Immediate Crisis Response - Overview
UNDP works to help ensure that the humanitarian response to the emergency also contributes to longer-term development objectives and more resilient communities, laying the best possible ground work for development work beyond the immediate emergency; and helping people move from humanitarian dependency to self-sufficiency as soon as possible.UNDP works to help ensure that the humanitarian response to the emergency also contributes to longer-term development objectives and more resilient communities, laying the best possible ground work for development work beyond the immediate emergency; and helping people move from humanitarian dependency to self-sufficiency as soon as possible.
UNDP ensures public services are functioning as early as possible; affected people are given emergency employment, an income, and trained in construction techniques and other skills to start the process of rebuilding infrastructure and removing rubble; and small businesses are given start up grants, financing and other help to keep communities viable and functioning.
UNDP advisors also work with and train local public servants to make sure that the buildings, infrastructure and communities being reconstructed meet a minimal code of disaster resistance, and that where possible, the underlying triggers of a conflict or disaster are addressed.
UNDP’s immediate crisis response package:
- Emergency employment, start-up grants and loans to recapitalize local businesses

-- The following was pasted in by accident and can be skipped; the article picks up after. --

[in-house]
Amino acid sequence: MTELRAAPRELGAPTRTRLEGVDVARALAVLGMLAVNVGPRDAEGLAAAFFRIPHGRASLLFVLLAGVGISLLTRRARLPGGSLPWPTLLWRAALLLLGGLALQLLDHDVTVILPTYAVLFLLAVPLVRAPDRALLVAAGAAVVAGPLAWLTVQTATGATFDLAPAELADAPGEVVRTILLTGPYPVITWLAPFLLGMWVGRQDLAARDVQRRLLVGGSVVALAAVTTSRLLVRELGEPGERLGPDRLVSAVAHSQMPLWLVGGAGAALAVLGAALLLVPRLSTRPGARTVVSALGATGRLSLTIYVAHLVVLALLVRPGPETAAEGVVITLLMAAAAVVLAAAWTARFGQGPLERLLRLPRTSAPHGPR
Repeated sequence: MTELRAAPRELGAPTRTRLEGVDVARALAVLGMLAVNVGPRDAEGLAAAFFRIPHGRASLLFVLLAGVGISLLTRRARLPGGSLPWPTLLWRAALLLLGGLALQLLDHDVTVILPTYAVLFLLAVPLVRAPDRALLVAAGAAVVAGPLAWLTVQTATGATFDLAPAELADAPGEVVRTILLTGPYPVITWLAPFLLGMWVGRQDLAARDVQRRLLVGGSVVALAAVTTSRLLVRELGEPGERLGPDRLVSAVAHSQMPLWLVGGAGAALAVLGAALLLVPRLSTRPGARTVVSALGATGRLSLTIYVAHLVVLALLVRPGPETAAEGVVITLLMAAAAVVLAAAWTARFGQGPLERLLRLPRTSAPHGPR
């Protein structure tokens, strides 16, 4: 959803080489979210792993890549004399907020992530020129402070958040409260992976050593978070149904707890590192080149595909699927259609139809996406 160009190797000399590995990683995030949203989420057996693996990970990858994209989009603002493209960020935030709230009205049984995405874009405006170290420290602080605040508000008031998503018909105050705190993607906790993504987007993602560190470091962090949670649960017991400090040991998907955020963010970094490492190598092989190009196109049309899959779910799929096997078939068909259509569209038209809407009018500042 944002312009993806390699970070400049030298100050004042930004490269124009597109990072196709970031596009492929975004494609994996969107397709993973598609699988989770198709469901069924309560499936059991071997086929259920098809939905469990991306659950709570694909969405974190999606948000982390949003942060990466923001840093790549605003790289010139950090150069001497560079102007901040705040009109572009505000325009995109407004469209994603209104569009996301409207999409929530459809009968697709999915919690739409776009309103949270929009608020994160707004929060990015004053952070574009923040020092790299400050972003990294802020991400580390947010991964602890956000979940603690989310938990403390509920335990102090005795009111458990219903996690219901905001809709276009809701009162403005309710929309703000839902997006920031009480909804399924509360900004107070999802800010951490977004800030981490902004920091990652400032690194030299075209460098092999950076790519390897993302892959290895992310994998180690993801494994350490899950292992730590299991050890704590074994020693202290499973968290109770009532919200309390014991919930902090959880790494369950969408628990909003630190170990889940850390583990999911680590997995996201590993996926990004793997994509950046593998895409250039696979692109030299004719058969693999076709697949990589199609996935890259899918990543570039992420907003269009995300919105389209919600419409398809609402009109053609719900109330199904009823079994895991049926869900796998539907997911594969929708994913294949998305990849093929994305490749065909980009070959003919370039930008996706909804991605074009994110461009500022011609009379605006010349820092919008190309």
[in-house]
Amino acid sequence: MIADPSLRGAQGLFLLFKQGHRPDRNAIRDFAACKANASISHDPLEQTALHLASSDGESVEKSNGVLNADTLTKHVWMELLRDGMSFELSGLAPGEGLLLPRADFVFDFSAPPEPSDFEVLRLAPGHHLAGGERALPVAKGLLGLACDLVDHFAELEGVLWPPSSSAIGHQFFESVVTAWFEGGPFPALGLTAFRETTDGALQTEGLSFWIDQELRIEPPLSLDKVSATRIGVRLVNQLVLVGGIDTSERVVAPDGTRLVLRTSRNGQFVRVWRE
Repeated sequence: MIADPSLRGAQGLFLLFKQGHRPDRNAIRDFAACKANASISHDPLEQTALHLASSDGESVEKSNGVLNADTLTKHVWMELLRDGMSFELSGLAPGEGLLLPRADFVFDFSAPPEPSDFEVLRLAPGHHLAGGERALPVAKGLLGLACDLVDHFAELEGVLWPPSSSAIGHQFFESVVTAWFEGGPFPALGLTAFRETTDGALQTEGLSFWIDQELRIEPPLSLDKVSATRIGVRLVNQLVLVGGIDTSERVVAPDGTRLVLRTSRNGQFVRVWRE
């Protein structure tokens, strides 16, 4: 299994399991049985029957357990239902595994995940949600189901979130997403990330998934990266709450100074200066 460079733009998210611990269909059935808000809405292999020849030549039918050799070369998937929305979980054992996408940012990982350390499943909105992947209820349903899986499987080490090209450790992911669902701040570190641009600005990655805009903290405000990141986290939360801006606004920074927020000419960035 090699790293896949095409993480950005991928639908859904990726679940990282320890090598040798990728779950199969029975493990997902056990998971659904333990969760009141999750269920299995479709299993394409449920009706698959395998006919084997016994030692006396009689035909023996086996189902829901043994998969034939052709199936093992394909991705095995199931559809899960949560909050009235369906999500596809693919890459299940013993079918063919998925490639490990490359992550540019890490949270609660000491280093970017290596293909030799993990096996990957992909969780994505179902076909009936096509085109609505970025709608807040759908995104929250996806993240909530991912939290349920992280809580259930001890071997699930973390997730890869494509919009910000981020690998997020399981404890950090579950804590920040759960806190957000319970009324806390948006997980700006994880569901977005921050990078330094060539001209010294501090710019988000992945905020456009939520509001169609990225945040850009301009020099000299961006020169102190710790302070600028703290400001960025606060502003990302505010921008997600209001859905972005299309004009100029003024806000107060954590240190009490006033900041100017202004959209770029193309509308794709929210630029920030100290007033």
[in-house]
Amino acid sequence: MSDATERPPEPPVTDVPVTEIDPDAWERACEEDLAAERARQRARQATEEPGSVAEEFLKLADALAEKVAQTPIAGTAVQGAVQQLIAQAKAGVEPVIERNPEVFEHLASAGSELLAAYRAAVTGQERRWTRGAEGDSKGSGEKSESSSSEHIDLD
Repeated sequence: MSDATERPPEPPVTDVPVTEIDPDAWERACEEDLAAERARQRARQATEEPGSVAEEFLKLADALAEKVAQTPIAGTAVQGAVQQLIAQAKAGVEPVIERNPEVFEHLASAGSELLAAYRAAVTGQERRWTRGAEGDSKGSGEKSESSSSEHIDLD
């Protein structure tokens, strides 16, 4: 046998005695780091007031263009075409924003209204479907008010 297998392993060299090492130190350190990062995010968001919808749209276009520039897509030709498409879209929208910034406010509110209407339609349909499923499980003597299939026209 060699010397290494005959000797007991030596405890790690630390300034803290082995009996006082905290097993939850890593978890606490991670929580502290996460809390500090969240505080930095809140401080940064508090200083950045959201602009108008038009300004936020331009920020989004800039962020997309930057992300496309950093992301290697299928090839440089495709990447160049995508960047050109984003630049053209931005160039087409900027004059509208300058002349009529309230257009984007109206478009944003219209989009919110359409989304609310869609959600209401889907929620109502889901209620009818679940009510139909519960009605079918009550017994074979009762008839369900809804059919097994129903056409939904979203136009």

- Community infrastructure rehabilitation, to improve access to basic services as well as revitalize the local economy
- Debris management, to ease access and rebuild infrastructure
- Local governance support, strengthening local government capacity for relief and recovery planning, coordination and implementation, improving the capacity for local risk management
Projects and Initiatives
Crisis response and early recovery continues even as conflict enters fifth year Damascus – Four out of five Syrians are now living in poverty, with almost half the population displaced from their homes, according to a new report released by the United Nations Development Programme (UNDP). Publishemore
Kuventhini Josep Jeyaraj is a graduate teacher at the Komari Tamil Methodist School in southeastern Sri Lanka. She grew up in Komari, and when a disaster struck when she was a child, her family and her neighbors took shelter in schools—often overwhelming the buildings’ facilities and causing seriousmore
Since 2007, Svetlana Bivol has been the mayor of Marianca de Jos, a village in southern Moldova that sits in a valley where a small river flows. Its 600 residents mostly depend on subsistence agriculture. With few other livelihood options available, there is little margin for error. As is the case imore
02 Mar 2015:Portraits de fonctionnaires : Jennifer Topping
06 Jan 2015:Ebola : Le relèvement doit commencer maintenant
11 Dec 2014:Development for the people | Abdoulaye Mar Dieye